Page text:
Robert Winfree: Lando Vannata turned some serious heads when he nearly bested Tony Ferguson on short notice, then he followed that up with a beautiful wheel kick knockout to prove that wasn’t a total fluke. David Teymur hasn’t lost yet in the UFC and might turn into a solid fighter, but here he’s basically going to make Vannata look good. Lightweight is a crazy division, the best top to bottom in the entire sport, but Vannata has looked great so far and this seems designed to give him a big moment on a PPV card.

    Winner: Lando Vannata, TKO, Round 1

    Dan Plunkett: This is going to be fun and groovy.

    Winner: Lando, TKO, Round 2

    The staff picks Lando Vannata, 3-0.

    Middleweight Bout: Rashad Evans vs. Dan Kelly

    Jeffrey Harris: It’s hard to really analyze this fight. Rashad Evans hasn’t fought in a while, and he’s also making his middleweight debut here. It’s hard to envision that Evans can reinvent his career at 37 years of age at a lower weight class. I’m not sure cutting all that weight will really give him that much more of an advantage. Dan Kelly may not be an elite middleweight, but he’s done fairly well for himself so far. He’s 5-1 in the UFC, and he’s put together a three-fight winning streak. People forget that he’s an Olympic level judoka. Parts of me say that Kelly can get an upset here. But other parts of me feel like I have to pick Rashad Evans here. It’s just that Evans hasn’t looks really strong or dominant in quite some time between injuries and layoffs, and now a move down in weight. Regardless, with so many intangible factors, I’m picking Rashad Evans here. But I’m not expecting a barn-burner of a fight or win.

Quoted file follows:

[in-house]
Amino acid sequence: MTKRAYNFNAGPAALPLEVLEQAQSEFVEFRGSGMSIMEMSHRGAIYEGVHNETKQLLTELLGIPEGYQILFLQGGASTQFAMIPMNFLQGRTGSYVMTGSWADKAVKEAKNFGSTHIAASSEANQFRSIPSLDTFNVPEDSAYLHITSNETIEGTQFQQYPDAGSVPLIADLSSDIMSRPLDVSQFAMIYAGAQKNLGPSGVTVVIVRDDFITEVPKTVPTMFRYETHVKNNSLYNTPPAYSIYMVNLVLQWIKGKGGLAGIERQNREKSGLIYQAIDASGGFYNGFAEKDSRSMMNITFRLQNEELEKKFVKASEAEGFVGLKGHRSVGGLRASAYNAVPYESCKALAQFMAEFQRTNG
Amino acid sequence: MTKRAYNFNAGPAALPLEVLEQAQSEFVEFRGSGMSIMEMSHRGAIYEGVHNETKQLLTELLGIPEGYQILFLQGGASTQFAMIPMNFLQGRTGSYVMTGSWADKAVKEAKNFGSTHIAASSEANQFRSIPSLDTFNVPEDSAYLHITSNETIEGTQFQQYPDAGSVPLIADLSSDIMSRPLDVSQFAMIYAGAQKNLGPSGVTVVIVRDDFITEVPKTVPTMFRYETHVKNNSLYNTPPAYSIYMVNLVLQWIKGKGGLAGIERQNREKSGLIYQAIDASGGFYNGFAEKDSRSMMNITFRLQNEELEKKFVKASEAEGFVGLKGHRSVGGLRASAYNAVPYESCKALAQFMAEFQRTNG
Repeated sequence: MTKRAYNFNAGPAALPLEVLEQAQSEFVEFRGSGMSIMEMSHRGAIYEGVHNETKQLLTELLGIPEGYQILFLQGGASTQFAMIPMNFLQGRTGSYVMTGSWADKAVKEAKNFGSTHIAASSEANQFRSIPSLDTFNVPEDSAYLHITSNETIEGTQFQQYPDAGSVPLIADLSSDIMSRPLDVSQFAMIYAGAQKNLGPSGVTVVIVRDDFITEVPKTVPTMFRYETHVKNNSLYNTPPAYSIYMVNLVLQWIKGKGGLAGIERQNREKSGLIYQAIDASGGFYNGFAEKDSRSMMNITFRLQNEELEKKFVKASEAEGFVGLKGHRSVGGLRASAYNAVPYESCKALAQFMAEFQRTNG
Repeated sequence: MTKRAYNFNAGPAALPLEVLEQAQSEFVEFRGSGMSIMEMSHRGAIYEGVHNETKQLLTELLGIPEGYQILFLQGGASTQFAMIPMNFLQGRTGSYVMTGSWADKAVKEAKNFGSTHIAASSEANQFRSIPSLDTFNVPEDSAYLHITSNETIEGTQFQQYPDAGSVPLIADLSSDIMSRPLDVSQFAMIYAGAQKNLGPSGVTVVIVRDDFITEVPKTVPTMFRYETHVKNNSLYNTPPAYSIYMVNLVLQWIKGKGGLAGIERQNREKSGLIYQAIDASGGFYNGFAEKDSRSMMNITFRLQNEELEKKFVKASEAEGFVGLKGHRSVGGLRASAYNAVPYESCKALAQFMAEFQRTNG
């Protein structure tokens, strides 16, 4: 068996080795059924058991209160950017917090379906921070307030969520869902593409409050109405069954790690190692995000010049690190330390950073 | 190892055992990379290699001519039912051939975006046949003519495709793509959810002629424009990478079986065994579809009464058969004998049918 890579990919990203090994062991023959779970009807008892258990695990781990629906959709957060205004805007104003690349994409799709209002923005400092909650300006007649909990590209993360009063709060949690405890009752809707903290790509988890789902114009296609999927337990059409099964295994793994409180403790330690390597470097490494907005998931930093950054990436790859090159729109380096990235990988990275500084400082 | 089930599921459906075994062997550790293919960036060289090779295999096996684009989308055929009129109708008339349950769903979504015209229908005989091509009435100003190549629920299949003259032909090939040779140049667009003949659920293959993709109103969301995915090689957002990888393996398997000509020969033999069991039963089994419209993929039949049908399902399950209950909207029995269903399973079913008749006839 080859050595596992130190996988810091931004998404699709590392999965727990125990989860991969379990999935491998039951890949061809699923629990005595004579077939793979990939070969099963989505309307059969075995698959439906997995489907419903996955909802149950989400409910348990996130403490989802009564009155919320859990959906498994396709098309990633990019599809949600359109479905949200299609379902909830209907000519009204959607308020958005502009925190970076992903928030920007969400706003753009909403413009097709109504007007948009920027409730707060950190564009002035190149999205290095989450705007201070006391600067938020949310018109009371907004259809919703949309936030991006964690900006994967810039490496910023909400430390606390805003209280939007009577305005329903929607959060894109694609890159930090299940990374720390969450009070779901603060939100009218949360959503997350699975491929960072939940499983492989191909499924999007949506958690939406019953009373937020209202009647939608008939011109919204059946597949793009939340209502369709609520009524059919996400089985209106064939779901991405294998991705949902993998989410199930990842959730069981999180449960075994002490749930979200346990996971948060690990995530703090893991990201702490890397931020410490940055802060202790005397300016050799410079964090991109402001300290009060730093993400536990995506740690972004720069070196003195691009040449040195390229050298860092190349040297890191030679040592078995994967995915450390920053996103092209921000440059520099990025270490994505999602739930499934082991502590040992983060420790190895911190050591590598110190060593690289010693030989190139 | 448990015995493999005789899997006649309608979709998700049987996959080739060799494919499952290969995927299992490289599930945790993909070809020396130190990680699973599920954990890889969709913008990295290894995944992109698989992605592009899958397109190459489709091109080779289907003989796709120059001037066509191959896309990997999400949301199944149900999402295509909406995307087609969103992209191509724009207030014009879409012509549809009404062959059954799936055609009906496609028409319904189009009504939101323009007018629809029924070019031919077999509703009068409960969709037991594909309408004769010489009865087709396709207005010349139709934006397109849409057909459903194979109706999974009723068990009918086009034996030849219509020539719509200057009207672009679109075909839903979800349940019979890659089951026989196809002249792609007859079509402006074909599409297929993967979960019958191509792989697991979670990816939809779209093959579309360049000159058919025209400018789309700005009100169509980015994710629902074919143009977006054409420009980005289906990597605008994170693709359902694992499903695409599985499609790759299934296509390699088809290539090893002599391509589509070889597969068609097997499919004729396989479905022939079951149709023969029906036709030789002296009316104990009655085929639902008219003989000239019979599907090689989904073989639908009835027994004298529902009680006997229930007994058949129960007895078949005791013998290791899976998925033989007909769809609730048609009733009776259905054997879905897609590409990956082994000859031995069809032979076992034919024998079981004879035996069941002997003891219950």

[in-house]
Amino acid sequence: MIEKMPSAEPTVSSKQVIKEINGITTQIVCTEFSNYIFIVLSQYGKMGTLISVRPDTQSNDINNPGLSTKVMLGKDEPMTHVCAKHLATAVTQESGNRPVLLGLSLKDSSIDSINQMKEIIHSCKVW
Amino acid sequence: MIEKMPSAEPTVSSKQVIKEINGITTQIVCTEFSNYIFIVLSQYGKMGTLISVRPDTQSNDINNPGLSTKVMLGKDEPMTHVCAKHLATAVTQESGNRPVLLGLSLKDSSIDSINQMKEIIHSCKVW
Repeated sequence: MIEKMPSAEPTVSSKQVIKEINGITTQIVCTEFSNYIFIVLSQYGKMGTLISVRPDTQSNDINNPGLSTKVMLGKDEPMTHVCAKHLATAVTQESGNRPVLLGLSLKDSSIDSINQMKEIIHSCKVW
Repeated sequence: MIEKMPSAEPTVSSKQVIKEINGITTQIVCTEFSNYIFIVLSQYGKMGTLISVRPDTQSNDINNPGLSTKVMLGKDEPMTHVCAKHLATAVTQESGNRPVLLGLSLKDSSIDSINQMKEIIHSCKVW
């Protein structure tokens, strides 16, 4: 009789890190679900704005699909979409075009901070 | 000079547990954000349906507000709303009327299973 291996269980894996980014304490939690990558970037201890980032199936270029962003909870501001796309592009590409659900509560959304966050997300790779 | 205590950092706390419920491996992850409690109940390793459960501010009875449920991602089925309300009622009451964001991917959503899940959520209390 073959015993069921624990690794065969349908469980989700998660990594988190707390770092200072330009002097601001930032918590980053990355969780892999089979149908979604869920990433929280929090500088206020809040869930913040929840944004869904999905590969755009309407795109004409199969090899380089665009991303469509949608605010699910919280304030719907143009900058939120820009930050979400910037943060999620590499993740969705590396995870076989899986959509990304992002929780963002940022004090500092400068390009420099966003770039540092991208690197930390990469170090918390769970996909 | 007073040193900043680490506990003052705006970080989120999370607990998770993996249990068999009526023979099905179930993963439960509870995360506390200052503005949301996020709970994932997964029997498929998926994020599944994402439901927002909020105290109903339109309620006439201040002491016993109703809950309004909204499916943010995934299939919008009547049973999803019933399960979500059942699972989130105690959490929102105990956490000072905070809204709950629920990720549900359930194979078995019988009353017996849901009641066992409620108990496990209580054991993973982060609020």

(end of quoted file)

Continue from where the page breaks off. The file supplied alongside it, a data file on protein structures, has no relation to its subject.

Winner: Rashad Evans, Decision

    Robert Winfree: Logically this should go to Rashad Evans, he’s the better wrestler, better striker, more experienced MMA fighter, and hits harder. That being said there’s a couple of reasons I’m going with Dan Kelly. This will be Evans’ first cut to middleweight in conjunction with a long layoff, that’s a less than encouraging situation. Also Dan Kelly constantly over performs in situations like this, he might be a little sloppy but he’s determined and wont stop trying until the fight is over. I’m more than prepared to be wrong about this one, but I’m going with Kelly.

    Winner: Dan Kelly, TKO, Round 3

    Dan Plunkett: I agree with Robert. To add to it, Evans has shown his age in each of his past two performances and lost for it. Conversely, Dan Kelly has shown his age in all of his fights and found ways to win in all but one of them despite that. I suspect this will be close. I suspect it will be ugly. Rashad has been toying with retirement for years, and I don’t know where his head will be at having lost the opportunity to fight twice late last year. I do know that Dan Kelly always comes to fight, is very tough, and can do just enough to edge past opponents. The bottom line is, I know what we’re getting with Kelly, and can’t say the same for Evans.